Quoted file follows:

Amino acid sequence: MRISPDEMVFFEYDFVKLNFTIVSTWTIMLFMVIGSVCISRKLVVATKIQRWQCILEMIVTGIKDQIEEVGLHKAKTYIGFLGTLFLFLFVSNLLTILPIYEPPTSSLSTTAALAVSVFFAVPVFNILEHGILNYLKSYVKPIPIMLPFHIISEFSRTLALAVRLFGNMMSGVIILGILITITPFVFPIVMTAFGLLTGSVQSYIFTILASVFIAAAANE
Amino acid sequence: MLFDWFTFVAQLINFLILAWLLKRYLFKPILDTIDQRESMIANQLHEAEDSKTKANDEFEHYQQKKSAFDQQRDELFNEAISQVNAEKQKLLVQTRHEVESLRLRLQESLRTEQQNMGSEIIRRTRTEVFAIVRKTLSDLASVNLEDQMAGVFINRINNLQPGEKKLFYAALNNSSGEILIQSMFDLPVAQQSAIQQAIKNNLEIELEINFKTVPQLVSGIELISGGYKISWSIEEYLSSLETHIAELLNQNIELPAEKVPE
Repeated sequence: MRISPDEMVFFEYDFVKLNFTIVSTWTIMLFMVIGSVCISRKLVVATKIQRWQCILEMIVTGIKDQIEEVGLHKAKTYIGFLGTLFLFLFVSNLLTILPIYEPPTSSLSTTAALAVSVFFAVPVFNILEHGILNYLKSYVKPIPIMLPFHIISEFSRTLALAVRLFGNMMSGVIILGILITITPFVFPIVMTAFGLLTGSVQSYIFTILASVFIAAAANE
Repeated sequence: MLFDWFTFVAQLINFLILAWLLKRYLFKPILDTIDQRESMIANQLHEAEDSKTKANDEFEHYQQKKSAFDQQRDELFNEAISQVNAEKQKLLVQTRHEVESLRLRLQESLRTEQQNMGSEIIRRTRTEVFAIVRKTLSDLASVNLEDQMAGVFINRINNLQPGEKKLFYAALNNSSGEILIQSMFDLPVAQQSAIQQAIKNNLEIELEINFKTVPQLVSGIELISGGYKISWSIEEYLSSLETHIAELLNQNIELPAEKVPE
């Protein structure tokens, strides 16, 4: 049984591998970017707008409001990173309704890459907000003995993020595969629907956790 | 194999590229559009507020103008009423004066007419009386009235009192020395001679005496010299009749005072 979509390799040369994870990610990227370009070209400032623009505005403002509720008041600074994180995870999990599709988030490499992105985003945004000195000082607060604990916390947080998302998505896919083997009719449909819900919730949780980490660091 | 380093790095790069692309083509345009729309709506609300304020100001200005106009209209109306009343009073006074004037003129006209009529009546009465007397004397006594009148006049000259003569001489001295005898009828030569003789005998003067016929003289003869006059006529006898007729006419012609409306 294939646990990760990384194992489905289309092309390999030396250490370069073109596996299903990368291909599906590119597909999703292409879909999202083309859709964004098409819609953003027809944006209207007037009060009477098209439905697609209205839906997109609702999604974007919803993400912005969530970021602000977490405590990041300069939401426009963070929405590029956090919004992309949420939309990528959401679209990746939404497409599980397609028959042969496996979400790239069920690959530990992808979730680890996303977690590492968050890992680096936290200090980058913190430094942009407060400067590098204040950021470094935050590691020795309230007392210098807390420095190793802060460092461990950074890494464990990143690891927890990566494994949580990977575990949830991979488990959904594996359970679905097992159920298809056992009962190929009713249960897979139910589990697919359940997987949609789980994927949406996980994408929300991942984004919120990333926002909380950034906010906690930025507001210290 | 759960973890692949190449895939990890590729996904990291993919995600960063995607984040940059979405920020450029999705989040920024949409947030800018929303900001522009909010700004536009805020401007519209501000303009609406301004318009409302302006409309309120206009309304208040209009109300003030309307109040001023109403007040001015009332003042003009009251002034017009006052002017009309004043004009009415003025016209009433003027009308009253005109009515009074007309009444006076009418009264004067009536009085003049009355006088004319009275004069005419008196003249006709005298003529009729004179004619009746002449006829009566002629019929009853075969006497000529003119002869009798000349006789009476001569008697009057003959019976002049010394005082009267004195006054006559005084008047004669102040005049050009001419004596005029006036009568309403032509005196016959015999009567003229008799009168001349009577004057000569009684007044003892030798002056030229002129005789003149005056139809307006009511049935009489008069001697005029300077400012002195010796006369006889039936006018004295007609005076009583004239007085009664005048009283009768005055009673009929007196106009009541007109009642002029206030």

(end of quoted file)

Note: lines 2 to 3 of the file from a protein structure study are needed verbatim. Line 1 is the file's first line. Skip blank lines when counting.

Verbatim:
Amino acid sequence: MLFDWFTFVAQLINFLILAWLLKRYLFKPILDTIDQRESMIANQLHEAEDSKTKANDEFEHYQQKKSAFDQQRDELFNEAISQVNAEKQKLLVQTRHEVESLRLRLQESLRTEQQNMGSEIIRRTRTEVFAIVRKTLSDLASVNLEDQMAGVFINRINNLQPGEKKLFYAALNNSSGEILIQSMFDLPVAQQSAIQQAIKNNLEIELEINFKTVPQLVSGIELISGGYKISWSIEEYLSSLETHIAELLNQNIELPAEKVPE
Repeated sequence: MRISPDEMVFFEYDFVKLNFTIVSTWTIMLFMVIGSVCISRKLVVATKIQRWQCILEMIVTGIKDQIEEVGLHKAKTYIGFLGTLFLFLFVSNLLTILPIYEPPTSSLSTTAALAVSVFFAVPVFNILEHGILNYLKSYVKPIPIMLPFHIISEFSRTLALAVRLFGNMMSGVIILGILITITPFVFPIVMTAFGLLTGSVQSYIFTILASVFIAAAANE